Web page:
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SHARED INTEL: Study shows mismanagement of ‘machine identities’ triggers $52 billion in losses

By Byron V. Acohido

In one sense, digital transformation is all about machines.

Related: Authenticating IoT devices

Physical machines, like driverless vehicles and smart buildings; but, even more so, virtual machines. I’m referring to the snippets of “microservice” coding placed inside of modular software “containers” that get mixed and matched in “storage buckets,” and then processed in  “serverless computers” residing in the Internet cloud.

These virtual machines – which happen to be mushrooming in number — underly the physical machines. This all adds up to high-speed, agile innovation. But the flip side is that fresh software vulnerabilities are getting spun up, as well. Machines control the flow of all types of sensitive data. As a result, the way in which they connect and authorize communication makes them a primary security risk for organizations. And, cyber criminals, no surprise, are taking full advantage.

Now comes a study from Boston-based consultancy Air Worldwide that puts some hard numbers on the degree to which threat actors are plundering virtual machines. The report, titled The Economic Impact of Machine Identity Breaches, was commissioned by Salt Lake City, UT-based security vendor Venafi.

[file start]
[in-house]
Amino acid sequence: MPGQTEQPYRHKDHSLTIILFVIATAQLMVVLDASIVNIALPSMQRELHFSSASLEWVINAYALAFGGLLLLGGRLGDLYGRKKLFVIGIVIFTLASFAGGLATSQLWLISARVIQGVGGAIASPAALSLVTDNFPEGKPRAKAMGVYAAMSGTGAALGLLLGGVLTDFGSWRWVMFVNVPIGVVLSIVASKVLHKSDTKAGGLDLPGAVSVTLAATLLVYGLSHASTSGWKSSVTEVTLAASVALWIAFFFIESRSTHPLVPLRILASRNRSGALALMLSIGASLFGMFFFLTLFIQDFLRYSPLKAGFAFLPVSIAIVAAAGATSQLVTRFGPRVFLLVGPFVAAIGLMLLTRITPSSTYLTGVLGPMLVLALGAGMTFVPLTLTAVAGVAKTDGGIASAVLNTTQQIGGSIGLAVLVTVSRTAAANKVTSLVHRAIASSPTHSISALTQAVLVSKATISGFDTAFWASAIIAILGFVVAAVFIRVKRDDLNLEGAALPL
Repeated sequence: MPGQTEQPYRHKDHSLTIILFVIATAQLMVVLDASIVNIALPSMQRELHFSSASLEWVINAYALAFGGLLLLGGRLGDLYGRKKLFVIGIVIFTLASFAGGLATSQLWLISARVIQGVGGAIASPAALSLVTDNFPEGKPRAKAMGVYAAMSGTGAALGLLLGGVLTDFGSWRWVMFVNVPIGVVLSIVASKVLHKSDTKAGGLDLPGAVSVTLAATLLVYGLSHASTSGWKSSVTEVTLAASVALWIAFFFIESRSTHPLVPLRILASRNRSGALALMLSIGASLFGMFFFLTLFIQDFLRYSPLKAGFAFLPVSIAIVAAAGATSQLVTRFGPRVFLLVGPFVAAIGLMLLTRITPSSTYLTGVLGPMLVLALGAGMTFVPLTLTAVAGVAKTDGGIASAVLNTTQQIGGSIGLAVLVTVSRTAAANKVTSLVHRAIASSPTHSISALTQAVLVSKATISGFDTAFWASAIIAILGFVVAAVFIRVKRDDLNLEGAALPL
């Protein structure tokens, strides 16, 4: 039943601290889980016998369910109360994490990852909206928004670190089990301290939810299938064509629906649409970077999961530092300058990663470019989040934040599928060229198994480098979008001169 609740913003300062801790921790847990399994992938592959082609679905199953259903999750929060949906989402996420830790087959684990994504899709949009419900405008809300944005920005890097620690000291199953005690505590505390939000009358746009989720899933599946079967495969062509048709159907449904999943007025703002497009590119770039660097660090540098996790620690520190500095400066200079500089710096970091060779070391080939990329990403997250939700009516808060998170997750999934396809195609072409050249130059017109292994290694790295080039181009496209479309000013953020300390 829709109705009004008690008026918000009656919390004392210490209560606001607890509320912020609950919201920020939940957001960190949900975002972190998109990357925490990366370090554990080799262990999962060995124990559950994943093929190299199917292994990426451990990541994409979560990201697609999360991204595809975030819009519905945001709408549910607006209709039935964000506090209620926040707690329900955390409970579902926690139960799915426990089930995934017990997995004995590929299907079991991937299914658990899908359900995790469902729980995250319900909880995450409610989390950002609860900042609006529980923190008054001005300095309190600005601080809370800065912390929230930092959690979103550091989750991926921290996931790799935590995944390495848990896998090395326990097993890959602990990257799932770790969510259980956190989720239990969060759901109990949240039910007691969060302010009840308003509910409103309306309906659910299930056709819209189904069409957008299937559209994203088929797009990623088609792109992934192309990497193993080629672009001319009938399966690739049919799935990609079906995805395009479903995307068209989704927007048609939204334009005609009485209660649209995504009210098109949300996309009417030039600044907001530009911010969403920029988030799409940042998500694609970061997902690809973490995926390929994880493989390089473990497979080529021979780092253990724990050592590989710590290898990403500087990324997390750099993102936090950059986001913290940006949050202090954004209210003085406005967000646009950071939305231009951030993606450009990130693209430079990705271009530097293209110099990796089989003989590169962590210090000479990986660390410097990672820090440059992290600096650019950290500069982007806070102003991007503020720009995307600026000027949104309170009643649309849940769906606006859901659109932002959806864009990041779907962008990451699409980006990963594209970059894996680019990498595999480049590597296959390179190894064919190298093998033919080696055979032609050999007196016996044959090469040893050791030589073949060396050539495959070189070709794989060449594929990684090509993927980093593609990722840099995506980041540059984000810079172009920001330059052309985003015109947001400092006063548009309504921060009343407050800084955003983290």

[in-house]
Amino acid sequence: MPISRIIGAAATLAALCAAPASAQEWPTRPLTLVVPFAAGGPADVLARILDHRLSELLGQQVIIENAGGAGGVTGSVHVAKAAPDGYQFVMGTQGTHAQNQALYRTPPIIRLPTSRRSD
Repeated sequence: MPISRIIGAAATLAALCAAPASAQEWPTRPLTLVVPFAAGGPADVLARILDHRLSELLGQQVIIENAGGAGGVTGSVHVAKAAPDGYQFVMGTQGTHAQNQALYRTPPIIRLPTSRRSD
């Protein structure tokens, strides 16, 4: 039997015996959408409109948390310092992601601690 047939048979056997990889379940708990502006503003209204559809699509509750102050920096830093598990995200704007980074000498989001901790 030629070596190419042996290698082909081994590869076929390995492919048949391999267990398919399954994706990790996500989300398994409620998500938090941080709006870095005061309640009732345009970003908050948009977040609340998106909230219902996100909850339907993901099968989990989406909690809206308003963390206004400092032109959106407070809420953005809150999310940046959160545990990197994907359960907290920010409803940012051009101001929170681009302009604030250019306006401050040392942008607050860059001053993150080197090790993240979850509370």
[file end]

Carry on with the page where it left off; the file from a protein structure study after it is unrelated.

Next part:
According to the study, poor management of machine identities leads directly to an estimated $52 billion to $72 billion in losses annually. What’s more, large enterprises, i.e. those with $2 billion or more in annual revenue, are getting hit twice as hard as smaller organizations, when it comes to cyber attacks that exploit anemic protections for machine identities.

I had a chance to visit once again with Jeff Hudson, Venafi’s outspoken CEO at RSA 2020. We had a lively discussion about the backdrop of the study, and its going-forward implications. For a full drill down, please give the accompanying podcast a listen. Here are excerpts, edited for clarity and length:

SHARED INTEL: How attacks on web, mobile apps are being fueled by rising API vulnerabilities

By Byron V. Acohido